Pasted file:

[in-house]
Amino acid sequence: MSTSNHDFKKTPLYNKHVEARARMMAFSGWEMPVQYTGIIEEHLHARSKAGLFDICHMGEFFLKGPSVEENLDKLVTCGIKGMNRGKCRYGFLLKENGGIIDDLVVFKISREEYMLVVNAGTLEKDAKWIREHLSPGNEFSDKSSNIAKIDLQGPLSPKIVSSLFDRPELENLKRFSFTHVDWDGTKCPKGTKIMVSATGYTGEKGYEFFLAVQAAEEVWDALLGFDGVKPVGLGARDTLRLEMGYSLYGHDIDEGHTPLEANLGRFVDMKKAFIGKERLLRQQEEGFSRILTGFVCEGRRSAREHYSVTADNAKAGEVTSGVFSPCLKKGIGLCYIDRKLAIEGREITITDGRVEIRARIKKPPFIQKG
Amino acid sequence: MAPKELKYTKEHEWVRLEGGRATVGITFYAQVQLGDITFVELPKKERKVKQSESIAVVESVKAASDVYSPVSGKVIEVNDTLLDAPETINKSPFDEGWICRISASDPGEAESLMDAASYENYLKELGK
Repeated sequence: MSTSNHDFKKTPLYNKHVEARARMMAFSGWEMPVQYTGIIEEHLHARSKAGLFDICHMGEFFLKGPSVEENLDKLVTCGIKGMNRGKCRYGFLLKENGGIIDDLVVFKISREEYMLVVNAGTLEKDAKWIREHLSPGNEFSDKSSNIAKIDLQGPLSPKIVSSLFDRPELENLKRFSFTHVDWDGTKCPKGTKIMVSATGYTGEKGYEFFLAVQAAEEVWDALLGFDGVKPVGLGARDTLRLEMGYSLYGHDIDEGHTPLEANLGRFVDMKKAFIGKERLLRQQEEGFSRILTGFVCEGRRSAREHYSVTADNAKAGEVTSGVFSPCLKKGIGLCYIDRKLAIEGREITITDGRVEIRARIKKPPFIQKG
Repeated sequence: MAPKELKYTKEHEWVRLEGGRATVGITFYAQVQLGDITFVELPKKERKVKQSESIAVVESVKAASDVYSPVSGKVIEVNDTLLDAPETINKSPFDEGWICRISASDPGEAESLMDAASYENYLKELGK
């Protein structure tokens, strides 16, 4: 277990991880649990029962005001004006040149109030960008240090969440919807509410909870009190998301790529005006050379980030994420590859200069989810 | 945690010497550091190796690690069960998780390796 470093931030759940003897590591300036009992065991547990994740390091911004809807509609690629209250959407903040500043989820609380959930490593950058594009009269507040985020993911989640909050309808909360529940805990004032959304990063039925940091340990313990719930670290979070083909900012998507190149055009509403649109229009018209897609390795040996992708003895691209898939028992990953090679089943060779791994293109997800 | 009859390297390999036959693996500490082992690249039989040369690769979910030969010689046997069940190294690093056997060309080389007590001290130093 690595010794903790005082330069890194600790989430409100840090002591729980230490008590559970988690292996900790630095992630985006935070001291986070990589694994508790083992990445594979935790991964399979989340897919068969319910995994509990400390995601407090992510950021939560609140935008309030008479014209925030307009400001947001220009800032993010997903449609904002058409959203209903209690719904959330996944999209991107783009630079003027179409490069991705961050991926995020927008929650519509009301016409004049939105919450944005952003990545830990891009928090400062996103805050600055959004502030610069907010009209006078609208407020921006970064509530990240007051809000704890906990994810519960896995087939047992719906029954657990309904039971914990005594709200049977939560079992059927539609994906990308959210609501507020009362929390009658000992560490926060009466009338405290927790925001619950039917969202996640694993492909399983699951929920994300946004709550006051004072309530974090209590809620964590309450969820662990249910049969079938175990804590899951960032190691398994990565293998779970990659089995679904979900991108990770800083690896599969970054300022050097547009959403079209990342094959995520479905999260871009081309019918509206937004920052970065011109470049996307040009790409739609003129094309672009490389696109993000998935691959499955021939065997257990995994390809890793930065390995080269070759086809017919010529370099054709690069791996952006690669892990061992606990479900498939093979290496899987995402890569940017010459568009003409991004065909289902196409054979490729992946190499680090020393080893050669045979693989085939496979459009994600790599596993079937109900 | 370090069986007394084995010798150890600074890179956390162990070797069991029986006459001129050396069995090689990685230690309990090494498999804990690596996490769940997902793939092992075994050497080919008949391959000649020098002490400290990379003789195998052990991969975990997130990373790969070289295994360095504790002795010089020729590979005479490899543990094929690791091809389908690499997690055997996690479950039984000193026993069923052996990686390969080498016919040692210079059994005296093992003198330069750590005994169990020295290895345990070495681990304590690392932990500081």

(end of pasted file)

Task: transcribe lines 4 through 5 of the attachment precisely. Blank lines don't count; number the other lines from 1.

Repeated sequence: MSTSNHDFKKTPLYNKHVEARARMMAFSGWEMPVQYTGIIEEHLHARSKAGLFDICHMGEFFLKGPSVEENLDKLVTCGIKGMNRGKCRYGFLLKENGGIIDDLVVFKISREEYMLVVNAGTLEKDAKWIREHLSPGNEFSDKSSNIAKIDLQGPLSPKIVSSLFDRPELENLKRFSFTHVDWDGTKCPKGTKIMVSATGYTGEKGYEFFLAVQAAEEVWDALLGFDGVKPVGLGARDTLRLEMGYSLYGHDIDEGHTPLEANLGRFVDMKKAFIGKERLLRQQEEGFSRILTGFVCEGRRSAREHYSVTADNAKAGEVTSGVFSPCLKKGIGLCYIDRKLAIEGREITITDGRVEIRARIKKPPFIQKG
Repeated sequence: MAPKELKYTKEHEWVRLEGGRATVGITFYAQVQLGDITFVELPKKERKVKQSESIAVVESVKAASDVYSPVSGKVIEVNDTLLDAPETINKSPFDEGWICRISASDPGEAESLMDAASYENYLKELGK